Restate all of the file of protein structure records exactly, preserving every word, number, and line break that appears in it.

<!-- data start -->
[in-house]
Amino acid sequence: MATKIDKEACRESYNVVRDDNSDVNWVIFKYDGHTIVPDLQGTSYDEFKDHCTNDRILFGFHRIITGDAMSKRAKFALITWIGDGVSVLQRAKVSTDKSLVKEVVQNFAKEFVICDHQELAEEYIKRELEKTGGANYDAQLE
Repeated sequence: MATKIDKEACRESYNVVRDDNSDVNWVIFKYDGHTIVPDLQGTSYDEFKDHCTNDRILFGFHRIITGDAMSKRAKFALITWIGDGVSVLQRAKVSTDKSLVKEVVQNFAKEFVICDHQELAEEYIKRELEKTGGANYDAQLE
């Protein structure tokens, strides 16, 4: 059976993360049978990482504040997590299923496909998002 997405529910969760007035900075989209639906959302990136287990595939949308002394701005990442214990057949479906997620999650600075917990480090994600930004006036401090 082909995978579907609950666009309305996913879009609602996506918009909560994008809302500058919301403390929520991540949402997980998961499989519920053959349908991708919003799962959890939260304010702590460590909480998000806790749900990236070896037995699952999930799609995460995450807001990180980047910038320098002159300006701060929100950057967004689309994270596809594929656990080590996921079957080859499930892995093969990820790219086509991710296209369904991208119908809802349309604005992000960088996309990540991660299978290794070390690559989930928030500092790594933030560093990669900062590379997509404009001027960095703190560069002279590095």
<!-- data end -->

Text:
[in-house]
Amino acid sequence: MATKIDKEACRESYNVVRDDNSDVNWVIFKYDGHTIVPDLQGTSYDEFKDHCTNDRILFGFHRIITGDAMSKRAKFALITWIGDGVSVLQRAKVSTDKSLVKEVVQNFAKEFVICDHQELAEEYIKRELEKTGGANYDAQLE
Repeated sequence: MATKIDKEACRESYNVVRDDNSDVNWVIFKYDGHTIVPDLQGTSYDEFKDHCTNDRILFGFHRIITGDAMSKRAKFALITWIGDGVSVLQRAKVSTDKSLVKEVVQNFAKEFVICDHQELAEEYIKRELEKTGGANYDAQLE
């Protein structure tokens, strides 16, 4: 059976993360049978990482504040997590299923496909998002 997405529910969760007035900075989209639906959302990136287990595939949308002394701005990442214990057949479906997620999650600075917990480090994600930004006036401090 082909995978579907609950666009309305996913879009609602996506918009909560994008809302500058919301403390929520991540949402997980998961499989519920053959349908991708919003799962959890939260304010702590460590909480998000806790749900990236070896037995699952999930799609995460995450807001990180980047910038320098002159300006701060929100950057967004689309994270596809594929656990080590996921079957080859499930892995093969990820790219086509991710296209369904991208119908809802349309604005992000960088996309990540991660299978290794070390690559989930928030500092790594933030560093990669900062590379997509404009001027960095703190560069002279590095």